Therapies to reduce the mortality of sepsis still need to be developed due to the high morbidity and mortality of the disease. We have strong preliminary data indicating that local tissue hypoxia coupled with an increase in extracellular adenosine suppresses the ability of cells to eradicate bacteria. Failure to appropriately control bacteria results in excessive and prolonged inflammation. This proposal will evaluate 2 different modalities to treat sepsis by 1) blocking specific adenosine receptors and 2) providing supplemental oxygen. To increase the applicability of the findings, 4 different murine sepsis models will be studied. The first model is the acute phase of sepsis present in the first four days after cecal ligation and puncture (CLP) and the second model is the chronic phase of sepsis where deaths occur after day five. The third sepsis model evaluates the treatment modalities in a model of trauma (abdominal incision) plus Pseudomonas pneumonia. The fourth will use the recently developed humanized mouse model of sepsis induced by CLP. Our first specific aim will closely study the role of adenosine in sepsis by treating septic mice with specific A2A and A2B receptor antagonists. We will confirm the specificity of these findings using A2A and A2B receptor knockout mice. A novel approach of using biomarkers to direct blockade of the adenosine receptors will also be employed.
The second aim will verify that local hypoxia occurs during sepsis and provide supplemental oxygen to improve outcome.
The third aim will combine adenosine receptor blockade with supplemental oxygen to determine the potential synergistic interactions of the treatments. The fourth specific aim will closely examine the cellular mechanisms of how these treatment strategies improve outcome by determining the augmented pathways that result in improved bacterial clearance. If successful, this application offers both new treatment strategies for sepsis, and the mechanistic knowledge to understand why they are effective.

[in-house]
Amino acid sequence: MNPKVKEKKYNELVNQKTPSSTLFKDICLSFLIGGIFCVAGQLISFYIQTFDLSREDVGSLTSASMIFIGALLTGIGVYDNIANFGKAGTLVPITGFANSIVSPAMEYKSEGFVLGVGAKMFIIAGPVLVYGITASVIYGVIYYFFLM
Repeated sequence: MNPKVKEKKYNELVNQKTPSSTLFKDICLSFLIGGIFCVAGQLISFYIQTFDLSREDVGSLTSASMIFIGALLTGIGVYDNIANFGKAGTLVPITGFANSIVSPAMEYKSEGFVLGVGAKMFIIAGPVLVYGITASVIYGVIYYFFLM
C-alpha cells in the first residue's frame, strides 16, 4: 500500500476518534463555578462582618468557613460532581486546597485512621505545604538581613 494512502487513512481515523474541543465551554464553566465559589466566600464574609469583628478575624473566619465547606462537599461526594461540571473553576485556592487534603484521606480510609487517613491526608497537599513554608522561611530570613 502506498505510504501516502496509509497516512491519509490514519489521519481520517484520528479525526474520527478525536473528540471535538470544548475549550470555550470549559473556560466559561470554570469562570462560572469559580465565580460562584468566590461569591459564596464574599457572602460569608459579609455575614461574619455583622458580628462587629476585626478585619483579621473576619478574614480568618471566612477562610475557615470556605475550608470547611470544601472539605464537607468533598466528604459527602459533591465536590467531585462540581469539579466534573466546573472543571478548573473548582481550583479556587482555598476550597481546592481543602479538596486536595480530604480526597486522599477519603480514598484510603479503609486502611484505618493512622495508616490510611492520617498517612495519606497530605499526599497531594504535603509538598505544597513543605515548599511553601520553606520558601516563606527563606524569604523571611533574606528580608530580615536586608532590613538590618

Public Health Relevance

The project will try and find new ways to treat severe bacterial infections. We believe that providing a small amount of oxygen and blocking receptors on cells will help these cells kill the bacteria.

National Institute of Health (NIH)
National Institute of General Medical Sciences (NIGMS)
Research Project (R01)
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Surgery, Anesthesiology and Trauma Study Section (SAT)
Program Officer
Dunsmore, Sarah
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Boston University
Schools of Medicine
United States
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